Exploring the use of iPads and mobile devices in education.
Most of us grew up in an age where knowledge and information were primarily conveyed in textual format. Think of the encyclopedias we used. Photos were used but largely as an enhancement to articles that were text-based. Worse, the high cost of full color printing meant that the images that were used were usually in black and white.
Research has long shown however that people memorize and learn more effectively when information is presented visually and in color. Studies demonstrate that people can be exposed to images for a few short seconds and still retain 90% of the information after a few days (1). Further, we live in a digital world today that is saturated with visual media. Images and video are the language of the YouTube generation. Most classrooms however are still largely the same as they were when we were students. We still depend primarily on aural and textual forms of information transmission in school - either by a teacher lecturing at the front of the room or by reading from a printed textbook.
One of the educational strengths of the iPad lies in its ability to collate and present media from all parts of the world. It allows the user to connect visually to compelling information and events as they are occurring. The use of imagery affords educators an exceptional opportunity to stimulate thought and discussion about important events. Used appropriately it will also leave lasting impressions on students and deepen the quality of classroom interaction.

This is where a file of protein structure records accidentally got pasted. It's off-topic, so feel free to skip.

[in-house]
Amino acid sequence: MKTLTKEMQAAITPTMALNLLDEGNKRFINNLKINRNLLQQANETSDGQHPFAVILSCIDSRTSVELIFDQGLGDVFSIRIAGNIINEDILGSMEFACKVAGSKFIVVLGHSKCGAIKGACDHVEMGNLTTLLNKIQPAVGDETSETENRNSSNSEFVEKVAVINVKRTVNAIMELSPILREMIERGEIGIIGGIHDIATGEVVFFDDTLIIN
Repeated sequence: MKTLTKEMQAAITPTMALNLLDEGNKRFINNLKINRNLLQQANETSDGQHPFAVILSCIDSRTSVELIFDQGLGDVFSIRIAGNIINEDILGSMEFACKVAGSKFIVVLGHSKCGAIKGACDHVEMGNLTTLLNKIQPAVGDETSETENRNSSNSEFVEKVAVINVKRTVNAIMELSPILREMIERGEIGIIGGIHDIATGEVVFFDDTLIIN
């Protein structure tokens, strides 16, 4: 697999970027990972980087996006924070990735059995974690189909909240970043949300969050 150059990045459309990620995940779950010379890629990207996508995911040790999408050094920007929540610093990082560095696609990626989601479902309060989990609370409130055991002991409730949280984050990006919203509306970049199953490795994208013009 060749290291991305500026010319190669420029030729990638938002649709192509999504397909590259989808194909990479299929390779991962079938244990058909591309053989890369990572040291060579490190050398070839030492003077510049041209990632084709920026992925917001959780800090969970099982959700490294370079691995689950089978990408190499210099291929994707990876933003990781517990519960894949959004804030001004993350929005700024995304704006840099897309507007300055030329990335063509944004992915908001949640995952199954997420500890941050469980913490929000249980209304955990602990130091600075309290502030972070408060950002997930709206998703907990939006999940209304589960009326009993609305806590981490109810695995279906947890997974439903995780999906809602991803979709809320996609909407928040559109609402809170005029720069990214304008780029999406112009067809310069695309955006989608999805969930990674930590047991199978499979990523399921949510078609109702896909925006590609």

We were all horrified by the terrible tragedy of the recent earthquake and tsunami that overwhelmed Japan. These are critically important educational moments and it's important to discuss them with your students - whether you approach them from a scientific or sociological perspective. It's one thing to describe what happened in Japan but imagine the impact of opening your discussion by displaying the images below:
Photographs from Asahi Shimbun, Reuters and Yomiuri Shimbun, AFP/Getty Images
Asking students to describe what the girl in the photo may be thinking or feeling enables them to connect on both a cognitive and emotional level. What must it have felt like to live through that experience? You can describe the cause and impact of a tsunami but a discussion of the immense force it would have taken to bring that ship atop the house would elevate that discussion to a far more meaningful and memorable level.
There are many iPad apps that offer a daily stream of high quality photography. If it's news imagery that you're seeking then some of the best apps include:
Creative teachers can develop a wide variety of activities around the images. Some ideas to get you started may include:
Finally, the use of images is not limited to current events. They can and should be used throughout the curriculum. Whether you use search engines such as Google Images or any other resource, the integration of extensive visual media in the curriculum will deepen educational experiences and facilitate more effective classroom exchanges and learning.
(1) Standing, L., Conezio, J., & Haber, R. N. (1970). Perception and memory for pictures: Single-trial learning of 2500 visual stimuli. Psychonomic Science, 19(2), 73-74